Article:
School­ing ‘weak­ens bilin­gual skills’

Kapi-Mana News - - FRONT PAGE - JES­SICA LONG

Asian eth­nic­ity is the fastest­grow­ing de­mo­graphic in New Zealand, but early child­hood ed­u­ca­tion cen­tres are wa­ter­ing down a bilin­gual pop­u­la­tion, a new re­port claims.

The Asia New Zealand Foun­da­tion re­port, Start­ing Strong: Nur­tur­ing the po­ten­tial of Asian un­der-fives, found one in five chil­dren born in New Zealand was now of Asian de­scent, but once they started school their na­tive tongues took a back seat.

The foun­da­tion, which runs so­cial, eco­nomic and ed­u­ca­tion re­search pro­grammes to in­flu­ence pol­icy, wants the Gov­ern­ment to cre­ate a na­tional lan­guages pol­icy in re­sponse to the find­ings, pub­lished on Wed­nes­day.

Asia New Zealand Foun­da­tion ex­ec­u­tive di­rec­tor Si­mon Draper said the chil­dren iden­ti­fied by the re­port were given a head start in speak­ing more than one lan­guage, and be­lieved those cul­tural skills should be nur­tured, for the good of Kiwi re­la­tions with Asia.

‘‘We need to come up with a de­lib­er­ate and co-or­di­nated ap­proach to en­sure the lan­guage skills and cul­tural un­der­stand­ing of these chil­dren are not lost.’’

He said the call was not about choos­ing one di­alect over the other, but there was ‘‘no rea­son these chil­dren can­not learn Eng- lish and at the same time re­tain their her­itage lan­guage’’.

‘‘New Zealand’s present and fu­ture work­force needs to be con­fi­dent and com­pe­tent in en­gag­ing with Asia ... that will be a real ad­van­tage when they en­ter the work­force 15 to 20 years from now.’’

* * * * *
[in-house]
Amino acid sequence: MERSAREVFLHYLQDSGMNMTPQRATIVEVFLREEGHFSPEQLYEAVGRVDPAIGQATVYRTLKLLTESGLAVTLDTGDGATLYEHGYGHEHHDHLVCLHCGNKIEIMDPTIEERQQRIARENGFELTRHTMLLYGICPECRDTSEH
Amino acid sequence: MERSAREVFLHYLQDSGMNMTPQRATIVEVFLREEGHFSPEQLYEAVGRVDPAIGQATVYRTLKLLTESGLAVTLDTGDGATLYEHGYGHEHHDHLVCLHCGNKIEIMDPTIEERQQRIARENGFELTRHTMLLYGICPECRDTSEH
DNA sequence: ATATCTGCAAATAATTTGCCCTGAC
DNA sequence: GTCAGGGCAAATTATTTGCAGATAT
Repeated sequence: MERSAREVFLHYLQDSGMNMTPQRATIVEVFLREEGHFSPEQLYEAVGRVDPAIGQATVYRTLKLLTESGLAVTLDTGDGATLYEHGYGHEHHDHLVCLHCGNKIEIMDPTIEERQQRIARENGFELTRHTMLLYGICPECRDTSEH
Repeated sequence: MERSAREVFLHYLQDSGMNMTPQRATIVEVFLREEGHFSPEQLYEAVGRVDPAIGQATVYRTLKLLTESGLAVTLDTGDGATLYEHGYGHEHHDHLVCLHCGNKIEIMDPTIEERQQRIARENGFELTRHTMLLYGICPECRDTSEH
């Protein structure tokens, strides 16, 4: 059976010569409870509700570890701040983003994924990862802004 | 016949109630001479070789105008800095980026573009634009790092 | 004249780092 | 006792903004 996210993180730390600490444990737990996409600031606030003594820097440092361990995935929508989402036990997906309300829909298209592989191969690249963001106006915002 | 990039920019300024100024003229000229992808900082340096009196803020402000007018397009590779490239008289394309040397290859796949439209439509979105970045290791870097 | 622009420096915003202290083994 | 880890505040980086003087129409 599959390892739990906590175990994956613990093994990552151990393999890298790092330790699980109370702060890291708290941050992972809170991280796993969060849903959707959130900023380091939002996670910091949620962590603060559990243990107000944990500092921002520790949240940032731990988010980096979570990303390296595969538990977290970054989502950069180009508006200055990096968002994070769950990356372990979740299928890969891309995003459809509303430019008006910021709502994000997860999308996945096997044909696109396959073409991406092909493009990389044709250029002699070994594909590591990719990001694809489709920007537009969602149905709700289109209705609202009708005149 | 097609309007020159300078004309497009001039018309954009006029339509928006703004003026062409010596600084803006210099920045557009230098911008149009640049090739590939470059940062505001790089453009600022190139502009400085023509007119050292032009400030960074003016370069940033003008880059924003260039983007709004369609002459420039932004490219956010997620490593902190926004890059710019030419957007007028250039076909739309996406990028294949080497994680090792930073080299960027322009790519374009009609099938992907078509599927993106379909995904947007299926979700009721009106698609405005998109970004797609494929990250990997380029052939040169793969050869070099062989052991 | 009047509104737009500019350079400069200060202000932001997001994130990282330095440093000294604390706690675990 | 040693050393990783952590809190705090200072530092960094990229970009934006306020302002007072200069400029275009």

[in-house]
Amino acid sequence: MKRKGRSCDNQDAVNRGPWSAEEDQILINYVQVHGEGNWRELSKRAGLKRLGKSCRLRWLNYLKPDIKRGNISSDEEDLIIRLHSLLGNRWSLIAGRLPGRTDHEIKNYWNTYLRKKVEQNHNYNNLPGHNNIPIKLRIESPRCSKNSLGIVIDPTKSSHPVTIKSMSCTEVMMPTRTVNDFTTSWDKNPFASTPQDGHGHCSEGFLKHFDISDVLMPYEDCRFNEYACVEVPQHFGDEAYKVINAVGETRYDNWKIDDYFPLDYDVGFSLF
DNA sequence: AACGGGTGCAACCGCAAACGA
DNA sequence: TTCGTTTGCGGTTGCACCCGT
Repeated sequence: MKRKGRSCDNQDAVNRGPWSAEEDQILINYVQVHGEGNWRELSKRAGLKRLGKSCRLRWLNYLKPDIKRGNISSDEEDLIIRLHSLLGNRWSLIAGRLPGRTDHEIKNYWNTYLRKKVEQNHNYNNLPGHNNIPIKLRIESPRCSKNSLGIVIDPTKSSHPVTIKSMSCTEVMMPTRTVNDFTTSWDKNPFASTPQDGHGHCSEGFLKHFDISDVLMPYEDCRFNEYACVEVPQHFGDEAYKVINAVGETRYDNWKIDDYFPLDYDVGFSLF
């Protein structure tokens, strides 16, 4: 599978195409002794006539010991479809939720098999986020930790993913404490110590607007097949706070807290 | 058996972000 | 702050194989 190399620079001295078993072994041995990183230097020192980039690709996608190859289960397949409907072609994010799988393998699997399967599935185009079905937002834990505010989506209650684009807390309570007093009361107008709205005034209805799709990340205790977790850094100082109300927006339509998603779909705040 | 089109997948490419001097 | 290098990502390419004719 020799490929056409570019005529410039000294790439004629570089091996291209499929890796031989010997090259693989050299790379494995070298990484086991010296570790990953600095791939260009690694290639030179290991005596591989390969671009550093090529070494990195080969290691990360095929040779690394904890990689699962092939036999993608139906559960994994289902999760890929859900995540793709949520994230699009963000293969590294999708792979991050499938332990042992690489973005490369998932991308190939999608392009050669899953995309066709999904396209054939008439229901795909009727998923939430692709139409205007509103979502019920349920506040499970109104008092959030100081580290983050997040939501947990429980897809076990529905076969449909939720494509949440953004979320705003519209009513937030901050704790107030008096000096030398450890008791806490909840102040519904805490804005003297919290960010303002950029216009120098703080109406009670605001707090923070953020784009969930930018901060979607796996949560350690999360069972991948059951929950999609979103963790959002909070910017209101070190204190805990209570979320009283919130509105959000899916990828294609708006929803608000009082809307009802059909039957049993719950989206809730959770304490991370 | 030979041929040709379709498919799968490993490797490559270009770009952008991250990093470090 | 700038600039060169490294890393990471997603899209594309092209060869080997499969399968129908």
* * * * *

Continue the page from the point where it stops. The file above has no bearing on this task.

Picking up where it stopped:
But the data showed Asian par­ents did not ex­pect early child­hood ed­u­ca­tion (ECE) cen­tres to take re­spon­si­bil­ity in fur­ther­ing their chil­dren’s her­itage skills.

Asian par­ents in­stead re­quested English was spo­ken even when bilin­gual teach­ers were avail­able. They be­lieved flu- ency was es­sen­tial for a smooth tran­si­tion to school, the re­port found.

Dai Phonevilay, who is well known for her stint on My Kitchen Rules, said she grew up in a bilin­gual house­hold in Porirua as a refugee from Laos.

Her daugh­ter, who is un­der 5, was also learn­ing the same skills, she said.

‘‘There’s so many ad­van­tages in hav­ing that [bilin­gual] skill ... It’s al­ways been a core value of mine for her to learn and un­der­stand, and to know, her lan­guage. Not only just to com­mu­ni­cate with the fam­ily but other peo­ple within the com­mu­nity.’’

MONIQUE FORD/STUFF

Chil­dren at an early child­hood ed­u­ca­tion cen­tre. A new re­port has found chil­dren of Asian de­scent are los­ing their bilin­gual skills by the time they start school. Above, Porirua’s Dai Phonevilay is de­ter­mined her daugh­ter will be bilin­gual.

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